Monday, 31 December 2018

READING AHEAD Part 2: what's in our sights?

More of our contributors - including some new faces to the blog - give us their reading choices. What was on their Christmas list? What have they been hoarding for a special treat? Old favourites, new publications, authors recently discovered ... 

As ever, a big thank you to our guests, thanks to whose generosity we post a new review every Monday. We hope you'll find something here to add to your own to-be-read pile.

Savita Kalhan: I am eagerly awaiting Crossfire by Malorie Blackman, the fifth book in the iconic Noughts and Crosses series, which is to be published next summer. The original series for children was inspired by political events and racial discrimination. Crossfire is no different. Brexit, Trump and the rise of the far right, have inspired Crossfire, and will no doubt spark discussions amongst teenagers and adults alike.

Can We All Be Feminists is a collection of essays by seventeen writers from diverse backgrounds. Listening to some of the essayists at a Waterstones’ event, and reading Eishar Kaur’s essay on the way home on the train highlights how slow change continues to be – she is writing as a third generation British Asian woman and I am second generation – and also how ‘feminism’ can mean radically different things according to your background, ethnicity and colour.

Hilary McKay: Helen Macdonald's H is for Hawk was my car book. I have car books, I’ve had them for years. Comes from the days of waiting with hot water bottles in the dark outside music lessons, party venues, gyms, schools, all those places that I don’t wait outside of anymore because the children are grown up(ish). So I’ve brought it into the warm, thing of beauty that it is, with that cover. That hawk. Now I’m two chapters in, and it’s as I guessed and as I’ve heard, long distance poetry. I have no fear of finishing it because I know already I’ll just turn to the beginning and start again.

Jon Appleton: A few years ago Paul Burston made the seamless transition from writing hilarious comedies to dark, searching crime fiction. I enjoyed The Black Path hugely so am looking forward to Paul’s creative exploration of the dark side of social media in The Closer I Get (Orenda Books, May). Paul is massively savvy about the online world so I’m sure his take will be insightful and persuasive and his story compelling.

I love it when Jill Dawson takes characters from real life and immerses them in turbulent semi-fictional scenarios - her next book, The Language of Birds (Sceptre, April) plunges us into the 1970s and the infamous disappearance of Lord Lucan. Can’t wait! In the meantime why not read The Crime Writer, her most recent novel which is about Patricia Highsmith? Chilling.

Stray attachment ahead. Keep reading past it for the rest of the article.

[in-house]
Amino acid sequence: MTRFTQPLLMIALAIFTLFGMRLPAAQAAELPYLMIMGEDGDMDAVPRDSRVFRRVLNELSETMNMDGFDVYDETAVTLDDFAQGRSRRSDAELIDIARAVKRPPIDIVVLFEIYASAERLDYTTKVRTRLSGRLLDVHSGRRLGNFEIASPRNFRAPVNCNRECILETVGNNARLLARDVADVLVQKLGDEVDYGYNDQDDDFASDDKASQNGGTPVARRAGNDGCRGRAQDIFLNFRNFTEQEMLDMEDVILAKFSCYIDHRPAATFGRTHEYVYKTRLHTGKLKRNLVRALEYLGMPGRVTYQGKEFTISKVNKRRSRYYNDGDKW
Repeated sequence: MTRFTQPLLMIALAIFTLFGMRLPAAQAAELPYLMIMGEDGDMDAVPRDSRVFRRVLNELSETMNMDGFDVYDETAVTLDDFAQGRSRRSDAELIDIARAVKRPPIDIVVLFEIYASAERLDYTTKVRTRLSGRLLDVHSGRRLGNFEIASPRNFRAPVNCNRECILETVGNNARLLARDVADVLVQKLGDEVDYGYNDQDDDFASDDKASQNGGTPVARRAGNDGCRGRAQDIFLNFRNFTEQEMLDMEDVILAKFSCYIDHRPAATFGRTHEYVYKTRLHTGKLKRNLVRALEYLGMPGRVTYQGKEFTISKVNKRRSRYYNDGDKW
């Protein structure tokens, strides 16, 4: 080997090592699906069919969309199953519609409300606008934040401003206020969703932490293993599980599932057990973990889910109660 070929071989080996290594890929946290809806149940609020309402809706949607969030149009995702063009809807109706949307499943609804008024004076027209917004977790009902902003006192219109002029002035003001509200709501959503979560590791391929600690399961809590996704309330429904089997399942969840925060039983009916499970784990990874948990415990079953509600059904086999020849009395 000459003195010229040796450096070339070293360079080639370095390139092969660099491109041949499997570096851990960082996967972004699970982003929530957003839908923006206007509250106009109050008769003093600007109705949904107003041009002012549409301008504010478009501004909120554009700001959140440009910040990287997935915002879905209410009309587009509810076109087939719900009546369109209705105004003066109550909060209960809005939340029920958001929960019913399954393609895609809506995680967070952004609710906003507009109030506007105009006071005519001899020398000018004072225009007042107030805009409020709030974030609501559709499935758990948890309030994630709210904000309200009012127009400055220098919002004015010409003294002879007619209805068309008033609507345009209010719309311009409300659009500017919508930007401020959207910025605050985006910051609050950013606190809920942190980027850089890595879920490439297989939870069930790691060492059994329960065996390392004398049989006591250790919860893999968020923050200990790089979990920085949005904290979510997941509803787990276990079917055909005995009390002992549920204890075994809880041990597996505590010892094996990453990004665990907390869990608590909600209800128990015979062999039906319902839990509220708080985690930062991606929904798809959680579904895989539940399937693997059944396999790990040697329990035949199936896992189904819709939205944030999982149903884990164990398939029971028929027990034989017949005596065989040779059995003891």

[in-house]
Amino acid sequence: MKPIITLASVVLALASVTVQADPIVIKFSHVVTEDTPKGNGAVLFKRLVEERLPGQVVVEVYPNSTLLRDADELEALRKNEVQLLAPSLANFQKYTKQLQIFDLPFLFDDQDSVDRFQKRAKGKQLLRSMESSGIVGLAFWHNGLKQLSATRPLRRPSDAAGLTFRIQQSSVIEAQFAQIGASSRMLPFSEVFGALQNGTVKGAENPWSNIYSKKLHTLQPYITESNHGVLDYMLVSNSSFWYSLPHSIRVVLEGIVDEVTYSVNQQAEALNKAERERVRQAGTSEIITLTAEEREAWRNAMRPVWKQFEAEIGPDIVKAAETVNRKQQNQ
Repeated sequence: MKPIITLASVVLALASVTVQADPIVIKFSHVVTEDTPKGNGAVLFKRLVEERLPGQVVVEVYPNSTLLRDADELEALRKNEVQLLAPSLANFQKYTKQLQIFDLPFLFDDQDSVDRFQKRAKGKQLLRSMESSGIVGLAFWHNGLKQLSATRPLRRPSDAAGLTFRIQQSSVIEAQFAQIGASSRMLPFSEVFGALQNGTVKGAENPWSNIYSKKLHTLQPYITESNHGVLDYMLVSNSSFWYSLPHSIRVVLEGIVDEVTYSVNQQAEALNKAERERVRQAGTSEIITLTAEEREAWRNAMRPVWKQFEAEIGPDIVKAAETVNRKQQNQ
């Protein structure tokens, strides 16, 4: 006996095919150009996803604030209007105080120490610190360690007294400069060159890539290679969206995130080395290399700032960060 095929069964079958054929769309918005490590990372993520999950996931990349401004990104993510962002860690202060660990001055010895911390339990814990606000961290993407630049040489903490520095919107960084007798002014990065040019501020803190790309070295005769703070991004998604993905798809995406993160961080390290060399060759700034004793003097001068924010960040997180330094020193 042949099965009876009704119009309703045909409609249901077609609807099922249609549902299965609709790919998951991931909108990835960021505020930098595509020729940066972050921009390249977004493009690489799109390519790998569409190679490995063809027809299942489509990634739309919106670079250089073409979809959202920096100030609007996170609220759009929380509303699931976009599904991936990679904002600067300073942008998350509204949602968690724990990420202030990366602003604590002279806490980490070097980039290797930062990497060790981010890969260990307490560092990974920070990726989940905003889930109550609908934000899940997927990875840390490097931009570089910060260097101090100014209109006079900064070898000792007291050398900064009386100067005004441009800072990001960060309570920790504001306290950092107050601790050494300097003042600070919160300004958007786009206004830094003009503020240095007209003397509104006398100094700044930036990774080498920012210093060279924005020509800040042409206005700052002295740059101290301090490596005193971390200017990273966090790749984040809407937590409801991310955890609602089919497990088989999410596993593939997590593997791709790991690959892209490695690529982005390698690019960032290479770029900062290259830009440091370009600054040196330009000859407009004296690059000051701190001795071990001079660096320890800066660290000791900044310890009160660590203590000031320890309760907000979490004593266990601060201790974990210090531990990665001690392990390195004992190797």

Leslie Wilson: I'm looking forward to reading The Pursuit of Power, Europe 1815-1914, by Richard J Evans. Evans is an author who I greatly esteem, because he has written about Nazi Germany in a dispassionate, enlightening and scholarly way. This book, however, deals with the period between Waterloo and the outbreak of World War 1, the era that my English and Silesian-German grandparents were born into (the latter part, anyway). There was so much going on during that period; the revolutions of 1848, the growth of cultural and political nationalism, colonialism, technological change, but also feminism and trade unionism. Can't wait.

Nick Manns: I caught Paul Broks on Radio 4 last Spring. From this fleeting hearing I gathered that he was a respected neuropsychologist, talking about the importance of magical thinking. The Darker the Night, the Brighter the Stars defies categorisation (so is every bookseller’s nightmare). Depending on where you jump in – and Broks is happy for readers to work through in any order – it’s autobiography, speculative philosophy, neuroscience, grief memoir and ghost story. It's also unsettling: “There is no clear dividing line in the brain between inner imaginings and perceptions of the real, solid ‘world out there’. Reality and fantasy are built into the same neural circuits." I’m about to reread it, letting into the house the quotidian, the strange, the dead.

Gwen Grant: A Place in the Woods, by Helen Hoover, is one of my most treasured books. Chicagoans Helen and her husband, Adrian, move to the vast forests on the edge of Minnesota’s northern wilderness. Helen’s deep love and respect for the forest and its wild inhabitants shines through as she shares the beauty and
danger of this world..

Environmentalists, they face many challenges. A violent storm almost destroys their cabin. Hunters appear. Their money runs out. Only when Helen starts to sell her detailed and lovely stories about the woods, illustrated with Ade’s beautiful pen and ink drawings, does the threat to their new life begin to lessen.

Chris Priestley: Having had the privilege of illustrating Jason Reynolds’ Long Way Down and hearing him speak at the Edinburgh Book Festival in August, I intend to work my way through his other books. I’m going to start with When I Was the Greatest.